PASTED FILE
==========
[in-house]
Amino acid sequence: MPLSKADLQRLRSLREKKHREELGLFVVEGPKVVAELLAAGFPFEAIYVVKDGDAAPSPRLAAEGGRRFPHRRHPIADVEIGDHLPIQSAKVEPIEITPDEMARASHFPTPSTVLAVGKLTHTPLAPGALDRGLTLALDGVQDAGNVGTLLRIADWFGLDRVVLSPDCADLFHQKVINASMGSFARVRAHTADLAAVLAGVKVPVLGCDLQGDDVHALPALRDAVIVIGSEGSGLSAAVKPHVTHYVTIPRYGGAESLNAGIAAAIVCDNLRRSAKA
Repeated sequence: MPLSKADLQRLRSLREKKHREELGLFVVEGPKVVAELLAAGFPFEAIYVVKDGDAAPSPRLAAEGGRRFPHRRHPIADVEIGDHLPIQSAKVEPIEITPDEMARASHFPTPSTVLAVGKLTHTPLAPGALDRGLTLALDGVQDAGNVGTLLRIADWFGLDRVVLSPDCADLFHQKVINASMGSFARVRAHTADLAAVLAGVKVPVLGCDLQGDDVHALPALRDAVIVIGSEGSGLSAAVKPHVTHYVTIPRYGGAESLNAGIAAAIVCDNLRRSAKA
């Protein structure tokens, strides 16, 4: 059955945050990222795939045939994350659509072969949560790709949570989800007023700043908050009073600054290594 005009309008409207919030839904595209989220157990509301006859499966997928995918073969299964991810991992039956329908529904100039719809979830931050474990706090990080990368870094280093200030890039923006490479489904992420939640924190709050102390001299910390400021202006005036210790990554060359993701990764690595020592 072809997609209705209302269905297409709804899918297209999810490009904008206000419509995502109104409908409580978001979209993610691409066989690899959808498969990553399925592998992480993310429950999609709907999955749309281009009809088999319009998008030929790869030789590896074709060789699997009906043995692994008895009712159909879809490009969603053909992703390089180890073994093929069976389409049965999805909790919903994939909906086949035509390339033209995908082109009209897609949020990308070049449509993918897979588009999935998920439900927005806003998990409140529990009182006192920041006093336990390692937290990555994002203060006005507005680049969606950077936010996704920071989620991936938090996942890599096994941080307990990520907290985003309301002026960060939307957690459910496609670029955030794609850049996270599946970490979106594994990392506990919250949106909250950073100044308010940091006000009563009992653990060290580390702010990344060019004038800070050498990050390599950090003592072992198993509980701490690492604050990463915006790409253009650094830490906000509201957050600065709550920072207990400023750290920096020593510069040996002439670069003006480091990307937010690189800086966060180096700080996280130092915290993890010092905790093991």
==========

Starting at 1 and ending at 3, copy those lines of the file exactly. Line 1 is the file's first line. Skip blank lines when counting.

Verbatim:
[in-house]
Amino acid sequence: MPLSKADLQRLRSLREKKHREELGLFVVEGPKVVAELLAAGFPFEAIYVVKDGDAAPSPRLAAEGGRRFPHRRHPIADVEIGDHLPIQSAKVEPIEITPDEMARASHFPTPSTVLAVGKLTHTPLAPGALDRGLTLALDGVQDAGNVGTLLRIADWFGLDRVVLSPDCADLFHQKVINASMGSFARVRAHTADLAAVLAGVKVPVLGCDLQGDDVHALPALRDAVIVIGSEGSGLSAAVKPHVTHYVTIPRYGGAESLNAGIAAAIVCDNLRRSAKA
Repeated sequence: MPLSKADLQRLRSLREKKHREELGLFVVEGPKVVAELLAAGFPFEAIYVVKDGDAAPSPRLAAEGGRRFPHRRHPIADVEIGDHLPIQSAKVEPIEITPDEMARASHFPTPSTVLAVGKLTHTPLAPGALDRGLTLALDGVQDAGNVGTLLRIADWFGLDRVVLSPDCADLFHQKVINASMGSFARVRAHTADLAAVLAGVKVPVLGCDLQGDDVHALPALRDAVIVIGSEGSGLSAAVKPHVTHYVTIPRYGGAESLNAGIAAAIVCDNLRRSAKA